Klingel and Beardsley Marathon Moment recognized by hall of fame

ANCHORAGE (KTUU) - This week 1982 East High School graduates Larsen Klingel and Andy Beardsley will be given the Trajan Langdon award by the Alaska Sports Hall of Fame. The duo will be recognized for their finish of the 2018 Boston Marathon. The Trajan Langdon award is given to a person or group of people who have demonstrated leadership, integrity and sportsmanship during the past year.

2018 Boston Marathon

The 2018 Boston Marathon will be remembered for its historic bad weather, and slow times. The wet weather made the marathon difficult for all runners, and especially for Klingel and Beardsley, who were a duo team.

Beardsley pushed Klingel in a modified wheel chair since Klingel has cerebral palsy.

“When we first took off it was very cold,” said Klingel a year later, remembering the race from his home in Homer. “Weather was so bad every time I handed a salt tablet to Andy it would melt in my hand.”

The rain plus wet gear added 30 to 40 pounds on to Klingel’s wheelchair, which he found ironic since he had lost 10 pounds to make it lighter before the marathon.

“I was thinking we have to put up with this (weather) for 26 miles,” said Klingel jokingly. “It was quite the feat for Andy to even push that much weight.”

The two would finish in 3 hours 40 minutes and 43 seconds. After the race, a photo taken of the duo by Beardsley's brother Scott appeared in the Anchorage Daily News.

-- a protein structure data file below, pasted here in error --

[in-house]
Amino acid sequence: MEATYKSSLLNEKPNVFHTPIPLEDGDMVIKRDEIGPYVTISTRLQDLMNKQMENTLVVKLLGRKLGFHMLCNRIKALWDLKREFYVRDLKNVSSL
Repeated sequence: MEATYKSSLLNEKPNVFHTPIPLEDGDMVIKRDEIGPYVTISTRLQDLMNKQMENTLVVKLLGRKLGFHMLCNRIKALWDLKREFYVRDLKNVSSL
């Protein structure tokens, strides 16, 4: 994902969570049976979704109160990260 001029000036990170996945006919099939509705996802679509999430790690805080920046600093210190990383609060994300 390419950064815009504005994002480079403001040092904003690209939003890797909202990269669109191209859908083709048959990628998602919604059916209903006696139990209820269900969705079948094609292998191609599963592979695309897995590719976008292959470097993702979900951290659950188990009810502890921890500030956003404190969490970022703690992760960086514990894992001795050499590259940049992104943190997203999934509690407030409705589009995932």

“My Facebook page just blew up, it was unbelievable,” said Klingel. “That’s when I understood the power of Facebook.”

The news of the race spread quickly, along with the story of how a hotel shower cap saved Beardsley from hypothermia during the marathon.

Beardsley and Klingel

Despite being in their fifties, and decades removed from their elementary school days, Klingel and Beardsley remain great friends. Klingel retired after trading commodity futures, and Beardsley is a teacher in Charlottesville, Virginia.

The two became friends at 10 years old at Rogers Park Elementary School in Anchorage, growing up in College Village. Klingel was born with cerebral palsy, but had a strong support system of friends and family behind him.

“They came up with a lot of nutty ideas,” said Klingel, describing his childhood group of friends.

Those ideas never seemed to stop for Beardsley, who spearheaded the idea to run the Boston Marathon after learning about Dick and Rick Hoyt

A year removed from the marathon, Klingel said it was an inspiring experience.

“I want, in a way, hopefully, to give other people with cerebral palsy like me, or other people who have challenges (the inspiration that) you don’t have to sit around,” said Klingel. “If I can lift those people up. That will be a good thing.”

The 2019 Alaska Sports Hall of Fame induction will be held April 24, 2019, from 7 p.m. – 9 p.m. at the Anchorage Museum.

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